Tips

From Other Journals

What Is the Natural History of Late-Life Depression?



FREE PREVIEW Log in or buy this issue to read the full article. AAFP members and paid subscribers get free access to all articles. Subscribe now.


FREE PREVIEW Subscribe or buy this issue. AAFP members and paid subscribers get free access to all articles.

Am Fam Physician. 2002 Nov 15;66(10):1995.

Depression is a common disorder in later life, when it has a substantial impact, including decreased well-being, decreased daily function, increased mortality, and increased use of health services. Accurate assessment of the natural history of depression in late life is important because the purpose of treatment is to change the prognosis of depression. Depression symptoms tend to fluctuate over time, and the long-term risk for relapse is high. Major depression in late life is rare, but subthreshold depressive disorders are common in that age bracket. Beekman and associates evaluated the natural history of late-life depression, comparing patients who fulfilled vigorous diagnostic criteria with those who did not.

The trial was a portion of the Longitudinal Aging Study Amsterdam that performed a prospective study of the well-being and functioning of community-dwelling older people (55 to 85 years of age). A cohort of depressed persons from this population was identified and followed for up to six years. During the study, each participant was assessed 14 times. This assessment included the administration of the Center for Epidemiological Studies Depression Scale (CES-D) and the Diagnostic Interview Schedule. The natural history of their depression was evaluated for symptom severity and duration, clinical course type, and stability of diagnoses.

The results showed that the average symptom severity score for the CES-D remained above the 85th percentile in the study group. Fourteen percent of the patients had short-lived symptoms, and 23 percent had a remission of their depression. Forty-four percent had an unfavorable and fluctuating course of depression, while 32 percent had a severe, chronic course. Outcomes were more favorable in patients with identified subthreshold disorders, but this group also had an increased risk for developing affective disorders.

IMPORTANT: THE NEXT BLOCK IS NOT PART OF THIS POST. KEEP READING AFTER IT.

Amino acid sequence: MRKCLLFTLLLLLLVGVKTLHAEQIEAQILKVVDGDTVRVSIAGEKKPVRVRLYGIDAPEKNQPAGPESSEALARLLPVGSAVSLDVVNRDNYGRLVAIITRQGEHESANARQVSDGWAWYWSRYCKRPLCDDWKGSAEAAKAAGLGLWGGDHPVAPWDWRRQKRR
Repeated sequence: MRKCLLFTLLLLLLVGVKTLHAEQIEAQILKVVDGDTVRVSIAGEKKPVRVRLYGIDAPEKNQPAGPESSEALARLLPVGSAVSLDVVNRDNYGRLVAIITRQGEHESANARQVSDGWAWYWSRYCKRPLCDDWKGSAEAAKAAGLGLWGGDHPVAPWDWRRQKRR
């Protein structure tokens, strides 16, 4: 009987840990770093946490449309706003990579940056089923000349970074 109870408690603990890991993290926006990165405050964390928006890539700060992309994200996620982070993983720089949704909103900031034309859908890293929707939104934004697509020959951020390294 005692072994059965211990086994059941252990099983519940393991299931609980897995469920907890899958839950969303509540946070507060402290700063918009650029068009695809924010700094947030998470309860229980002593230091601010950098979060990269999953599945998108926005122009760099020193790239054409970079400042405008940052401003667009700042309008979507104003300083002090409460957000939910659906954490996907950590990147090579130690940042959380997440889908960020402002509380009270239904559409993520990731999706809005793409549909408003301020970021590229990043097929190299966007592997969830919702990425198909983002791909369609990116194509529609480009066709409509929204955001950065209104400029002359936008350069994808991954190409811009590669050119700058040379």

The authors conclude that the prognosis for depression in late life is poor, and the burden of depression in these patients is more severe than was previously thought. Subthreshold depression is serious and chronic in many patients. The data show that there is a need to develop strategies that are helpful, acceptable, and economically feasible for addressing this problem in elderly patients.

Beekman AT, et al. The natural history of late-life depression. A 6-year prospective study in the community. Arch Gen Psychiatry. July 2002;59:605–11.


Copyright © 2002 by the American Academy of Family Physicians.
This content is owned by the AAFP. A person viewing it online may make one printout of the material and may use that printout only for his or her personal, non-commercial reference. This material may not otherwise be downloaded, copied, printed, stored, transmitted or reproduced in any medium, whether now known or later invented, except as authorized in writing by the AAFP. Contact afpserv@aafp.org for copyright questions and/or permission requests.

Want to use this article elsewhere? Get Permissions


Article Tools

  • Print page
  • Share this page
  • AFP CME Quiz

Information From Industry

Navigate this Article